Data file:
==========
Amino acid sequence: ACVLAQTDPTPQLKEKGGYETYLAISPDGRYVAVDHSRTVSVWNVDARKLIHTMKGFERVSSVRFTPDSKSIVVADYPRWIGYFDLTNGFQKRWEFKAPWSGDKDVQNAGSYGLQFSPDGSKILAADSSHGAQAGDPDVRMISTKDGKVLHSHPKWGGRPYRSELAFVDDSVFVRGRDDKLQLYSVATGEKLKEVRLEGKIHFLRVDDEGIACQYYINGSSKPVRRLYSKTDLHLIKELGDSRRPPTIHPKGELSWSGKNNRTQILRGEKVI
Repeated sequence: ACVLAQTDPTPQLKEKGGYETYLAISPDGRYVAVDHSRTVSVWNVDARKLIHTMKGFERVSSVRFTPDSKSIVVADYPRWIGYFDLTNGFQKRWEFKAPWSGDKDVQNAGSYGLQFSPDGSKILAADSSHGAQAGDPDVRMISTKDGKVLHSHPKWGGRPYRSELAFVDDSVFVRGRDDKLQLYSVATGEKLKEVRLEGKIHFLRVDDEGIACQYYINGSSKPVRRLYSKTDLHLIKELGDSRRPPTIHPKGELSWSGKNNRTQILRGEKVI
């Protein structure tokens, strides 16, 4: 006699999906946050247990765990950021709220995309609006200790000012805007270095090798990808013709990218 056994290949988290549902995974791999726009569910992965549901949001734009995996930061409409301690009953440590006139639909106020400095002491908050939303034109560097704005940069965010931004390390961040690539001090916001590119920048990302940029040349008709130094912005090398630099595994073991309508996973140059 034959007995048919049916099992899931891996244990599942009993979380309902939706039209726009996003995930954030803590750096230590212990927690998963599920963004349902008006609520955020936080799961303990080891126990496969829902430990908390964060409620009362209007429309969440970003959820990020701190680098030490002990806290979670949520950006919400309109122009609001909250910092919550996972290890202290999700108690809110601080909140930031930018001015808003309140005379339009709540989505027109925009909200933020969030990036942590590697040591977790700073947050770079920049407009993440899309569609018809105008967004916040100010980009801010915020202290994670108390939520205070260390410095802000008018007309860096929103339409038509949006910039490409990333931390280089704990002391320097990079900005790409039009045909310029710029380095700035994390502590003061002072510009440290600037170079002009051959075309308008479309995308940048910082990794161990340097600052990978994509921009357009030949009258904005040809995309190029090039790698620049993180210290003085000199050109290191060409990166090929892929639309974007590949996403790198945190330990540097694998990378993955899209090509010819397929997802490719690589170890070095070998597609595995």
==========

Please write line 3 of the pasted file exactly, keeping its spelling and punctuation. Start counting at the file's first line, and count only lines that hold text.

């Protein structure tokens, strides 16, 4: 006699999906946050247990765990950021709220995309609006200790000012805007270095090798990808013709990218 056994290949988290549902995974791999726009569910992965549901949001734009995996930061409409301690009953440590006139639909106020400095002491908050939303034109560097704005940069965010931004390390961040690539001090916001590119920048990302940029040349008709130094912005090398630099595994073991309508996973140059 034959007995048919049916099992899931891996244990599942009993979380309902939706039209726009996003995930954030803590750096230590212990927690998963599920963004349902008006609520955020936080799961303990080891126990496969829902430990908390964060409620009362209007429309969440970003959820990020701190680098030490002990806290979670949520950006919400309109122009609001909250910092919550996972290890202290999700108690809110601080909140930031930018001015808003309140005379339009709540989505027109925009909200933020969030990036942590590697040591977790700073947050770079920049407009993440899309569609018809105008967004916040100010980009801010915020202290994670108390939520205070260390410095802000008018007309860096929103339409038509949006910039490409990333931390280089704990002391320097990079900005790409039009045909310029710029380095700035994390502590003061002072510009440290600037170079002009051959075309308008479309995308940048910082990794161990340097600052990978994509921009357009030949009258904005040809995309190029090039790698620049993180210290003085000199050109290191060409990166090929892929639309974007590949996403790198945190330990540097694998990378993955899209090509010819397929997802490719690589170890070095070998597609595995």